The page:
Surgical procedure

For performing the surgery, a minimally invasive lateral approach was used. Following a 4-cm long, horizontal skin incision 3 cm lateral to the midline, the fascia was incised longitudinally. The approach proceeded bluntly into the depth by digital preparation and separation of the multifidus and longissimus muscles along the natural septa. Once the transverse process and the lateral facet joint were reached, self-retaining retractors were inserted and the operating microscope was brought into place. Only in few cases, minor resection of bone to expose the yellow ligament was necessary. The ligament was opened and, thus, root, ganglion, and herniated disc were visualized directly. Typically, the nerve root was dislocated cranially by the herniated disc. Removing of all herniated disc material resulted in decompression of the root and ganglion. If considered necessary, the disc space was entered and partially emptied; however, it was not cleared routinely. Finally, the wound was closed in layers in the usual fashion.


Preoperative findings

FELDH was located at the level of L2–3 in five patients (3.6%), L3–4 in 46 (33.3%), L4–5 in 56 (40.6%), and at the L5–S1 level in 31 (22.5%) patients. The mean duration of symptoms was 6.2 weeks. On admission, all patients but one (99.3%) suffered from leg pain, either of the femoral or sciatic type, and 96.4% of the patients complained of low back pain. A positive straight leg raising sign was found in 64.5% of the patients, and reverse Lasègue’s sign was positive in 8.0% of cases. As much as 79.0% of the patients (n = 109) had sensory deficits of the monoradicular dermatomal distribution, and in 71.7% (n = 99) paresis of the reference muscles of the affected spinal nerve root was present. None of the patients had vegetative dysfunction.

Intraoperative findings

In more than two-thirds of the patients (n = 97), a frank extrusion with free fragments of disc material was found, in 29.0% (n = 40) it was a subligamentous disc herniation. In one patient, merely a protrusion exerting pressure onto the nerve root was encountered. These intraoperative findings did not have any impact on postoperative outcome.

Postoperative findings

Short-term follow-up revealed that 97 (70.8%) of those 137 patients complaining of leg pain before surgery were completely pain free after surgery, while 33 patients (24.1%) reported of some leg pain. Thus, the incidence of major and moderate leg pain decreased from 99.3 to 5.1%. Low back pain similarly declined from 97.8 to 2.8%, as 103 of 133 patients (77.4%) with low back pain preoperatively were pain free after surgery and another 26 (19.5%) reported significant reduction. Sensory deficits, on the other hand, did not disappear so impressively. Even though no longer present in 19 patients (17.4%), they were still detectable in the majority of cases: 56 patients (51.4%) showed some improvement and in 34 (31.2%) they were unchanged. Similar short-term results apply to motor deficits: 20 patients (20.2%) had no paresis, 56 (56.6%) showed amelioration, and the remaining 23 were unchanged.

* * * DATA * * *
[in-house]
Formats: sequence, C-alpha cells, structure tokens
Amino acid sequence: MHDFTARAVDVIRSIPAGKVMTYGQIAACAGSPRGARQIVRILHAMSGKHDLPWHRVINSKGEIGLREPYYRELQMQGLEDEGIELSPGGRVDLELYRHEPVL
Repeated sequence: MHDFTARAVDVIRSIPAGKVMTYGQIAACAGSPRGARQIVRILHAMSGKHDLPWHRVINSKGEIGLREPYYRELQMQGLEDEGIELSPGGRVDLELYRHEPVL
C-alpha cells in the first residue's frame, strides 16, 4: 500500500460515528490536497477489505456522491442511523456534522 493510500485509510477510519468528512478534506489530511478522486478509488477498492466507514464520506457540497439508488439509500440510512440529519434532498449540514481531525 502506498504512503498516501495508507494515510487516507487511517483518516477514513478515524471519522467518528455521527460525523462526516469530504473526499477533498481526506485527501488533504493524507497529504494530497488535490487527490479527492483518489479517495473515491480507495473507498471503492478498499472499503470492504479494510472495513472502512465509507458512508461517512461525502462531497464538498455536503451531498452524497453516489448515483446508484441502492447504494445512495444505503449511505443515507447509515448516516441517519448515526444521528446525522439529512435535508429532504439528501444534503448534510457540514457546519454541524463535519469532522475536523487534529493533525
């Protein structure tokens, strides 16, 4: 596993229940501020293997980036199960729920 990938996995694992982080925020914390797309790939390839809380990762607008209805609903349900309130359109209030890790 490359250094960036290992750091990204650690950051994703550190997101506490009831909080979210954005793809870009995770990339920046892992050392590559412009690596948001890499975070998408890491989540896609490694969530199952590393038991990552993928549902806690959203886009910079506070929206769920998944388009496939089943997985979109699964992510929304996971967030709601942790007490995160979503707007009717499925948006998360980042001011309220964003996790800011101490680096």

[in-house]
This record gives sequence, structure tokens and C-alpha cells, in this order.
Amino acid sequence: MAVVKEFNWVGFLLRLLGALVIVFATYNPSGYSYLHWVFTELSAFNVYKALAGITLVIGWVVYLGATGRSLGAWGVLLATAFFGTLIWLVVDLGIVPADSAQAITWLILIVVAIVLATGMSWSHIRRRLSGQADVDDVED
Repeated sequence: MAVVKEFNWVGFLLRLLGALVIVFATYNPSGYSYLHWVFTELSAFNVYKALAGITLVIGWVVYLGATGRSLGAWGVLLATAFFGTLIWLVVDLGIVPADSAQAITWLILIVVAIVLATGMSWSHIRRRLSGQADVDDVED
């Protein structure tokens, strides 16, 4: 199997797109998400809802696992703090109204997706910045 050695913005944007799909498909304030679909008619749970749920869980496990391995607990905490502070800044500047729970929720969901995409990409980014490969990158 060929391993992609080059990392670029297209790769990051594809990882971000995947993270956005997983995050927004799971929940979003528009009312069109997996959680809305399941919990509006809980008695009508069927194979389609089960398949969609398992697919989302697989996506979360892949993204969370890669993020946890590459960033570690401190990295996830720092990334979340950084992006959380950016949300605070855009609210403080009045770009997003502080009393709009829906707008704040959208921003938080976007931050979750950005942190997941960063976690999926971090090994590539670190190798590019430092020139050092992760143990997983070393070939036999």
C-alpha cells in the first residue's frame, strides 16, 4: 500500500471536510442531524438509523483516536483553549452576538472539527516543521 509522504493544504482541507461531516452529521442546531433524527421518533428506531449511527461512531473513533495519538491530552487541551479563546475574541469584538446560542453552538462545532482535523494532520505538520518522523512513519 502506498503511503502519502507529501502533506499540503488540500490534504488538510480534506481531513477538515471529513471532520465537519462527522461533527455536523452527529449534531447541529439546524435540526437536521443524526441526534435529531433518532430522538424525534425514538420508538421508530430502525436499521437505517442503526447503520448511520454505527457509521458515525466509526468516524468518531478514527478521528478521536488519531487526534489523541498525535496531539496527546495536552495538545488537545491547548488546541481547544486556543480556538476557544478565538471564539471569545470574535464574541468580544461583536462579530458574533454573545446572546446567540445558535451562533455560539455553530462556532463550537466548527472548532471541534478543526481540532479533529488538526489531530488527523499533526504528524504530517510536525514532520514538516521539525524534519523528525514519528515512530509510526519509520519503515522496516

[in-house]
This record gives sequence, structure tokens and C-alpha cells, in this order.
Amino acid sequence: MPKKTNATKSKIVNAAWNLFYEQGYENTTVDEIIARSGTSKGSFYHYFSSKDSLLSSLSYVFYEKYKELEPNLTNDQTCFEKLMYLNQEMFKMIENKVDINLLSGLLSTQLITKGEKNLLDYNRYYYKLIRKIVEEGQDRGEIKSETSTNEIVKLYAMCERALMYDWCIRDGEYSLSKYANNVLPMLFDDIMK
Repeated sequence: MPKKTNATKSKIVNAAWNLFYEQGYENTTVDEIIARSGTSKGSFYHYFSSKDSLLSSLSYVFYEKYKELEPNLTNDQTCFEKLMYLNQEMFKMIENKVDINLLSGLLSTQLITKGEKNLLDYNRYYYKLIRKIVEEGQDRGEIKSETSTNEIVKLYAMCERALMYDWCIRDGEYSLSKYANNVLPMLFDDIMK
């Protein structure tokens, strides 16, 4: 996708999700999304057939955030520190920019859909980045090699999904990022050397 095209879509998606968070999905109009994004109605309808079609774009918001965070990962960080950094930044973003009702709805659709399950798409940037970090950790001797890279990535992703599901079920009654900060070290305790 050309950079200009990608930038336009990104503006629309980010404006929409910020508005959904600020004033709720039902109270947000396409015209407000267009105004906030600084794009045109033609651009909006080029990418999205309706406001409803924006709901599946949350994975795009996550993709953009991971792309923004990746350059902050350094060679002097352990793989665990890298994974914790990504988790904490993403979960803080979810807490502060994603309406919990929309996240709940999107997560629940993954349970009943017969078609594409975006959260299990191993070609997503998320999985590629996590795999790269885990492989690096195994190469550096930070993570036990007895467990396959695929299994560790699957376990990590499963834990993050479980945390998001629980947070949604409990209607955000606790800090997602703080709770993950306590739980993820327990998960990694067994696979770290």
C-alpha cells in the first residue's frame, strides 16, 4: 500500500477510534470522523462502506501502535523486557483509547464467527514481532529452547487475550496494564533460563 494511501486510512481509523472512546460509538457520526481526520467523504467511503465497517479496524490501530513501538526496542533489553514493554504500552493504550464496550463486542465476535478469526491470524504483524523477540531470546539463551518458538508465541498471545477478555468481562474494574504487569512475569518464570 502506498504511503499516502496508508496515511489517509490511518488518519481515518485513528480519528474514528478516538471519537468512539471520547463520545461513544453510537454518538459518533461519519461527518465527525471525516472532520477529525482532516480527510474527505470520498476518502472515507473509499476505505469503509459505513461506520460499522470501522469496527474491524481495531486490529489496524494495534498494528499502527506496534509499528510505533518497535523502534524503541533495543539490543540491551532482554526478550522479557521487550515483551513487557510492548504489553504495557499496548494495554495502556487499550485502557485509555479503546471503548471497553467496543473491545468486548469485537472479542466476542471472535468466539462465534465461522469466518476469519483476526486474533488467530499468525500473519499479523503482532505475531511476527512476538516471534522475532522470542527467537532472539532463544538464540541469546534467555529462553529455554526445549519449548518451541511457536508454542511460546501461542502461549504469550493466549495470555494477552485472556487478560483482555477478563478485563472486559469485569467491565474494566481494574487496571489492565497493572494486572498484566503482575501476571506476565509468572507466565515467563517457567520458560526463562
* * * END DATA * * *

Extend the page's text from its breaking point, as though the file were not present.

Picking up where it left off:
To conduct the patient survey for assessment of ultra-long-term results as comprehensively and completely as possible, an intensive search for the patients was carried out. A total of 41 patients were lost to follow-up due to moving, while 97 (70.3%) could be located. An interview, however, was not realized in ten patients: seven had deceased already, two could not provide any information due to dementia that had emerged in the meantime, and one patient refused participation in this study. Thus, a total of 87 complete telephone interviews accounting for a respondent rate of 63.0% were conducted. The mean follow-up was 146 months (range 18–238 months).

In this survey, 49 patients (56.3%) reported complete relief of symptoms. Fourteen patients (16.1%) indicated minor ailments exclusively under physical stress, and 24 patients (27.6%) complained of permanent residual symptoms of a different kind and intensity. The most common complaint was remaining hypesthesia and paresthesia as indicated from 37 patients (42.5%); 22 patients (25.3%) mentioned some enduring weakness. Some radicular pain was noted by 19 patients (21.8%) as was low back pain by 10 patients (11.6%), both most commonly under physical strain. Nevertheless, despite residual symptoms, the vast majority of patients expressed satisfaction with the result of surgery. Based on MacNab classification, the subjectively rated long-term results were as follows: 75.9% excellent (66 patients), 18.4% good (16 patients), 4.6% fair (4 patients), and 1.1% poor (1 patient).

Of the 87 patients, 54 (62.1%) were gainfully employed before surgery, while the other patients were pensioners, housewives, or unemployed. After surgery, 39 patients (72.2%) remained in their previous occupation, 4 (7.2%) were retrained and changed jobs. Nine patients (16.7%) applied for a certificate of disability and two stopped working for private reasons.

Postoperative complications

Postoperative complications were observed in three patients (2.2%). One patient developed a seroma in the wound area and another patient a hematoma. Both patients could be treated conservatively and made an uneventful recovery. The third patient developed a wound healing disorder requiring surgical revision, and the subsequent course was also uneventful.